1. Cell-cell communication,
2. Regulated cell growth,
3. Cell division,
4. Cell differentiation,
5. Cell death,
6. Cell movement,
7. Cell adhesion
Development and maintenance of a multicellular organism depends on numerous regulatory pathways. What are they?
Cell-cell communication, regulated cell growth, cell division, cell differentiation, cell death, cell movement, and cell adhesion are misregulated in what kind of cells?
Mouse model systems
What kind of animal model systems do scientists use to introduce oncogenes, in order to understand their function?
Not all mice expressing a single oncogene acquire tumors. Does the combination of two oncogenes significantly increase or decrease tumor formation?
Additional accidental changes are required for tumor formation
Tumor formation takes time suggesting what?
The cancer critical gene
Tumor suppressor genes have also been studied by deleting the gene for what?
Will mice with a single copy of a tumor suppressor gene deleted accumulate cancerous tumors at a higher frequency?
Deleting both copies of a tumor suppressor genes leads to what?
Growth, division and death
The 'normal' versions of cancer causing genes are involved in signaling pathways that regulate a cells 'social' behavior including what?
1. Transmembrane receptors,
2. Signaling proteins,
3. Intracellular GTP-binding proteins,
4. Protein kinases,
6. Gene regulatory proteins
Proteins encoded by proto-oncogenes and tumor suppressor genes include what?
Cell growth, DNA replication and cell division
Mutation of proteins encoded by proto-oncogenes and tumor suppressor genes disrupt normal signaling pathways creating proliferative signals to switch on what?
In the same signaling pathway
Often mutations in tumor suppressor and oncogenes have been found where?
Tumor suppressors normally function to inhibit what?
Proto-oncogenes function to promote what?
The Rb mediated pathway regulates cell entry into what phase?
An E2F family member
Active Rb protein binds to what to block expression of downstream genes?
Active Rb protein binds to E2F family members to block expression of downstream genes. These downstream genes encode proteins responsible for entry into what?
Unphosphorylated 'active' state
In nonproliferating cells, Rb is in its what state?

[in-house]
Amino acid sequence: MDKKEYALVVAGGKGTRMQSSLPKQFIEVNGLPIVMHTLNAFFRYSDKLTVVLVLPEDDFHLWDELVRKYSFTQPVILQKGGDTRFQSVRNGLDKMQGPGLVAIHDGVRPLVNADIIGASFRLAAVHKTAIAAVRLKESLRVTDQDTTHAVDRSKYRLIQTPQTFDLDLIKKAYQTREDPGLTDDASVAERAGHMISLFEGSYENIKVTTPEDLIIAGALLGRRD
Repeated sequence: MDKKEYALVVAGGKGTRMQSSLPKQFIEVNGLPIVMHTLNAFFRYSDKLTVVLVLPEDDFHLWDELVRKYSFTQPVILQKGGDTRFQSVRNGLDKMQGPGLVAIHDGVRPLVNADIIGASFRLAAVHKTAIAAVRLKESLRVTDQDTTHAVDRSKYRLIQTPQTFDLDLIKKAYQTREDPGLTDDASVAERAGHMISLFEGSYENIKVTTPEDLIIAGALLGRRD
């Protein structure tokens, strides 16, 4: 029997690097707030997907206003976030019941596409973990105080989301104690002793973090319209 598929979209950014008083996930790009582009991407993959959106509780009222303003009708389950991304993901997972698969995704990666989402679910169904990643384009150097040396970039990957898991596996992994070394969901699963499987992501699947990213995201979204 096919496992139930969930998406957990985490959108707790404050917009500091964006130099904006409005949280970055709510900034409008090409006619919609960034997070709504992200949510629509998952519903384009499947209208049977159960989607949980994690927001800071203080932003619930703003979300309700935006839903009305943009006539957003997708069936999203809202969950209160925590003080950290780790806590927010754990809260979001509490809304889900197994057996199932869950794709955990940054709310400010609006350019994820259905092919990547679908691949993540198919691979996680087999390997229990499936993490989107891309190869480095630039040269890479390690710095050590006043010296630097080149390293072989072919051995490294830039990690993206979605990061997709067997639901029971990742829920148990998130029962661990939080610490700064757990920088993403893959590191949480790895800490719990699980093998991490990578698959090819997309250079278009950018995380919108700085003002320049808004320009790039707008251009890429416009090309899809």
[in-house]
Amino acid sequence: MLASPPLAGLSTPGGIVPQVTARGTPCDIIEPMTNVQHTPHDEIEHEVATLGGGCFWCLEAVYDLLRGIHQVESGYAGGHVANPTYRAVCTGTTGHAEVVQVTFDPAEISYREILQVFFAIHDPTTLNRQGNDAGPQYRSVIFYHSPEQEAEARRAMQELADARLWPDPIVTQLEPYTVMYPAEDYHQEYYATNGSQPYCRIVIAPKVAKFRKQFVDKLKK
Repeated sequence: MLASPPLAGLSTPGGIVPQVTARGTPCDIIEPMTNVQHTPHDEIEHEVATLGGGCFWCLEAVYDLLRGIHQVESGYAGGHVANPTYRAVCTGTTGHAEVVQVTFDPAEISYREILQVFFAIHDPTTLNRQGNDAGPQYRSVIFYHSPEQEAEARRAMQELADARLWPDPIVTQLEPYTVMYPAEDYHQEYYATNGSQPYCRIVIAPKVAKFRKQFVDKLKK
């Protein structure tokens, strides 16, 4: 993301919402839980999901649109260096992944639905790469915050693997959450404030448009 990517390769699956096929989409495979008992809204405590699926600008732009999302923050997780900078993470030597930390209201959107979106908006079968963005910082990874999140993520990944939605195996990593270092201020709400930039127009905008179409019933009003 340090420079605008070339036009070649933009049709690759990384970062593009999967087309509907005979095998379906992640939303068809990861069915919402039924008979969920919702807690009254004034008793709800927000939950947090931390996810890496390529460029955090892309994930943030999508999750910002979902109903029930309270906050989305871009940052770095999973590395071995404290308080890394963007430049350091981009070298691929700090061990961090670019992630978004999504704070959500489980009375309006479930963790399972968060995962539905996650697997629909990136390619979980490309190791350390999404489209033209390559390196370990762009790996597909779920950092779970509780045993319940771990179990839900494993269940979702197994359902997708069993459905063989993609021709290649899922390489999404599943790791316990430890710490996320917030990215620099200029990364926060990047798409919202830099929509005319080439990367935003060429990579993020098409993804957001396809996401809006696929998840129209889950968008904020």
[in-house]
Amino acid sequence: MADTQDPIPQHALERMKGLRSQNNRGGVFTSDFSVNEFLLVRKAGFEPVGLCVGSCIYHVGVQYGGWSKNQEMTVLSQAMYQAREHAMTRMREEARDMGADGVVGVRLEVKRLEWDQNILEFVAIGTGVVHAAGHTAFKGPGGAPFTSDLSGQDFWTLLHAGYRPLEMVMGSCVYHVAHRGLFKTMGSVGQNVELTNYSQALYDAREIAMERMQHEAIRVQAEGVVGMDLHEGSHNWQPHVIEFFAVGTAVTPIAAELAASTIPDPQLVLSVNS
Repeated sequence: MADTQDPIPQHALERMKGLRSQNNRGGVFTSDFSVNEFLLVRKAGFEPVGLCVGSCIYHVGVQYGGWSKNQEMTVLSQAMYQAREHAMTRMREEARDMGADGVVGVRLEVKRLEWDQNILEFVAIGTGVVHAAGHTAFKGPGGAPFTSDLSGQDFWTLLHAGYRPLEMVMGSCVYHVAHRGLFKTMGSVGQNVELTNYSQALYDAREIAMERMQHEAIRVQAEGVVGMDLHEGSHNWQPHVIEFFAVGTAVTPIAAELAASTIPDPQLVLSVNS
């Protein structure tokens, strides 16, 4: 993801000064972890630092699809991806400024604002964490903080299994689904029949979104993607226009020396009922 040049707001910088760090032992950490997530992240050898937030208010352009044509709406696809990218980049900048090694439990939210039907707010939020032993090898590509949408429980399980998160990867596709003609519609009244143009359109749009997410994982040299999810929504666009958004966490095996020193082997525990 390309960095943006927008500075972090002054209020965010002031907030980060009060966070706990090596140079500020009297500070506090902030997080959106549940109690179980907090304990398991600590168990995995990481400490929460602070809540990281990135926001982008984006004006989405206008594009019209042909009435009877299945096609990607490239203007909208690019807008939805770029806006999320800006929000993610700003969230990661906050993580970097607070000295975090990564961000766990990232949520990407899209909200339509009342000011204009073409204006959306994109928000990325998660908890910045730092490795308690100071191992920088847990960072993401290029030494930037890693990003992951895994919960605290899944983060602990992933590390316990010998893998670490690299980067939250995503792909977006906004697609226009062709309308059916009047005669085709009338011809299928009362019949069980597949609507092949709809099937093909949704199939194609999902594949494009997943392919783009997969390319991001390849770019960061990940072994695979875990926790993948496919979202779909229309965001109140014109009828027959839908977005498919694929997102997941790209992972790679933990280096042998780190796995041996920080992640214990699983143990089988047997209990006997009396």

The p16 protein
In nonproliferating cells, Rb is in its unphosphorylated 'active' state through the activity of what?
Cdk4, a G1 cyclin dependent kinase
p16 binds to and blocks the kinase activity of what?
Cell cycle progression
p16 activity keeps Rb unphosphorylated thereby halting what?
When the cell receives the correct signals, what happens to the levels of active G1-Cdk?
When the cell receives the correct signals, the levels of active G1-Cdk increases leading to phosphorylation of what?
Is phosphorylated Rb active or inactive?
The expression of genes needed for entry into S-phase
Phosphorylated Rb is inactive, releasing E2F proteins to promote what?
Rb or p16
Many cancer cells proliferate inappropriately by inactivating what?
Deletion, inactivation or DNA methylation of what gene has been identified in human cancers?
Cdk4 or Cyclin D genes
Some glioblastomas and breast cancers have been linked to overexpression of what?
Rb and p16 genes
In the Rb pathway, tumor suppressor mutations have been identified in what?
Cdk4 and cyclin D genes
Oncogenes have been identified in what?
Continued cell growth
Survival of cancerous cells also requires what?
Smaller cells with each successive division
Cell cycle progression without cellular growth results in what?
Mitogen mediated signals and growth factor mediated signals
What are two types of extracellular signals required to drive a cell through the cell cycle?
Mitogen mediated signals
What signals are important for driving the cell cycle?
Growth factor mediated signals
What signals are required for the uptake and utilization of nutrients?
Inappropriate cell growth
Continued growth of a cancer therefore also requires heritable changes that induce what?
The PI-3 kinase/Akt intracellular signaling pathway is activated by what kind of signals: extracellular or intracellular (e.g. insulin and insulin-like growth factors)?
Activation of receptor tyrosine kinases activates what?